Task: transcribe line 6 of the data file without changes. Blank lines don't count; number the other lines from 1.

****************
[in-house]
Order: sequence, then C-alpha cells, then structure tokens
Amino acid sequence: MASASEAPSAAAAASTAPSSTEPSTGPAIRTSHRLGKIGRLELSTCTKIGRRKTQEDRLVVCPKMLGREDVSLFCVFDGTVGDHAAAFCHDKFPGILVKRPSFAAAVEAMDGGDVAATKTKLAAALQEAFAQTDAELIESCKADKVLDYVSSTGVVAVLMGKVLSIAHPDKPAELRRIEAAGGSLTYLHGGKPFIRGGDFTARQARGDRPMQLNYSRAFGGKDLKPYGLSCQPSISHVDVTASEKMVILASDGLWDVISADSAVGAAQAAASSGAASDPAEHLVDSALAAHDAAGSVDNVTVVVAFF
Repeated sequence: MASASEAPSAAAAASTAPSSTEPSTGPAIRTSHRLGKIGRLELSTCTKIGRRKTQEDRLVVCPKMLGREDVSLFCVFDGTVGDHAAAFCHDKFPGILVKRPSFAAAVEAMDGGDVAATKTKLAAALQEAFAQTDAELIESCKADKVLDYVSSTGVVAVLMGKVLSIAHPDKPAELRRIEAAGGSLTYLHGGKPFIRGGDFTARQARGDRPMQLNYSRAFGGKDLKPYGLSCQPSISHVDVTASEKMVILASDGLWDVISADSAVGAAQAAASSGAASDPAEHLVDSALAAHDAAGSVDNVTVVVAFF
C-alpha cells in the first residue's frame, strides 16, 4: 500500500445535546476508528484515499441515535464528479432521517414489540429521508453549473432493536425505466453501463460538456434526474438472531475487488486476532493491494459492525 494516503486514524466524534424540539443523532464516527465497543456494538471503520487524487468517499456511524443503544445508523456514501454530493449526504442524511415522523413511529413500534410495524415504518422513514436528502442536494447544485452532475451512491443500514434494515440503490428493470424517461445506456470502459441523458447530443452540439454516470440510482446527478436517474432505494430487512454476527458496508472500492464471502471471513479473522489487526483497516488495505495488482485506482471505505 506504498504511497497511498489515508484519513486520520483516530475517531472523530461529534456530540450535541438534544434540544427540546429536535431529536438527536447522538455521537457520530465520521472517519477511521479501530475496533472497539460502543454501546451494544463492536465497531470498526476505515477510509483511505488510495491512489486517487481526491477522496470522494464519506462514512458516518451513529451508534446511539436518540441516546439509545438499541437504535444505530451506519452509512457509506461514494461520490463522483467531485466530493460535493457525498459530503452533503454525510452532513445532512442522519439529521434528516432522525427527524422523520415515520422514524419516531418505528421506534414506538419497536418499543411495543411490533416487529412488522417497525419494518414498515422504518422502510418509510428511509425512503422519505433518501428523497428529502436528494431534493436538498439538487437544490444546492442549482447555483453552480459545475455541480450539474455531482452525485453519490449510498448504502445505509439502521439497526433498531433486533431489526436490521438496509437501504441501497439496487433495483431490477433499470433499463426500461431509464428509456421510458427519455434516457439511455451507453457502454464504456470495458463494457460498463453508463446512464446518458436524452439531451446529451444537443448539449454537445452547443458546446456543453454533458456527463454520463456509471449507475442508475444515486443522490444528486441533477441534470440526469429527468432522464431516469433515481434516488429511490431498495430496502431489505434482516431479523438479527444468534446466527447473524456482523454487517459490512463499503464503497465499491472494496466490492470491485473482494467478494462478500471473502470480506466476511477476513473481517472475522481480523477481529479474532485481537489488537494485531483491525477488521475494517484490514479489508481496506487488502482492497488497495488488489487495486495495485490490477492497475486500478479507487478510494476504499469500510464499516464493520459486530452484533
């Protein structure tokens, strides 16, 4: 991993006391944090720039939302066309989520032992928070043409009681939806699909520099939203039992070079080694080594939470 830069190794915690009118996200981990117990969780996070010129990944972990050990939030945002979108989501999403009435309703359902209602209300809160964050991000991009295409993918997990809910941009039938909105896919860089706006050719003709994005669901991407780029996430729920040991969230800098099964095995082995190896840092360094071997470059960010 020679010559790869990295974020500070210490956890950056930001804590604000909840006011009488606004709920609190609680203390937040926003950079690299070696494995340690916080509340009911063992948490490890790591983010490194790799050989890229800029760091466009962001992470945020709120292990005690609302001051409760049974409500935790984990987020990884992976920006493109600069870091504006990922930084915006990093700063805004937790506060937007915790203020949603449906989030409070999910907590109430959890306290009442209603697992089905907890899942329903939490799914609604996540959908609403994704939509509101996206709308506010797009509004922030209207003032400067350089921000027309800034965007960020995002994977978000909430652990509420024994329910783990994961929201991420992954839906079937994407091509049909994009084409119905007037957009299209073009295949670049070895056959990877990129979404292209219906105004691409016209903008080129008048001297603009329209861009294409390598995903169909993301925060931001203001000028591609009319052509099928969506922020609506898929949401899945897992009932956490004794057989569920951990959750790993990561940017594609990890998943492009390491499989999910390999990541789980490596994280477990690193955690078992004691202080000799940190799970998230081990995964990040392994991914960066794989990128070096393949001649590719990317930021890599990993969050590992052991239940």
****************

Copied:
């Protein structure tokens, strides 16, 4: 991993006391944090720039939302066309989520032992928070043409009681939806699909520099939203039992070079080694080594939470 830069190794915690009118996200981990117990969780996070010129990944972990050990939030945002979108989501999403009435309703359902209602209300809160964050991000991009295409993918997990809910941009039938909105896919860089706006050719003709994005669901991407780029996430729920040991969230800098099964095995082995190896840092360094071997470059960010 020679010559790869990295974020500070210490956890950056930001804590604000909840006011009488606004709920609190609680203390937040926003950079690299070696494995340690916080509340009911063992948490490890790591983010490194790799050989890229800029760091466009962001992470945020709120292990005690609302001051409760049974409500935790984990987020990884992976920006493109600069870091504006990922930084915006990093700063805004937790506060937007915790203020949603449906989030409070999910907590109430959890306290009442209603697992089905907890899942329903939490799914609604996540959908609403994704939509509101996206709308506010797009509004922030209207003032400067350089921000027309800034965007960020995002994977978000909430652990509420024994329910783990994961929201991420992954839906079937994407091509049909994009084409119905007037957009299209073009295949670049070895056959990877990129979404292209219906105004691409016209903008080129008048001297603009329209861009294409390598995903169909993301925060931001203001000028591609009319052509099928969506922020609506898929949401899945897992009932956490004794057989569920951990959750790993990561940017594609990890998943492009390491499989999910390999990541789980490596994280477990690193955690078992004691202080000799940190799970998230081990995964990040392994991914960066794989990128070096393949001649590719990317930021890599990993969050590992052991239940």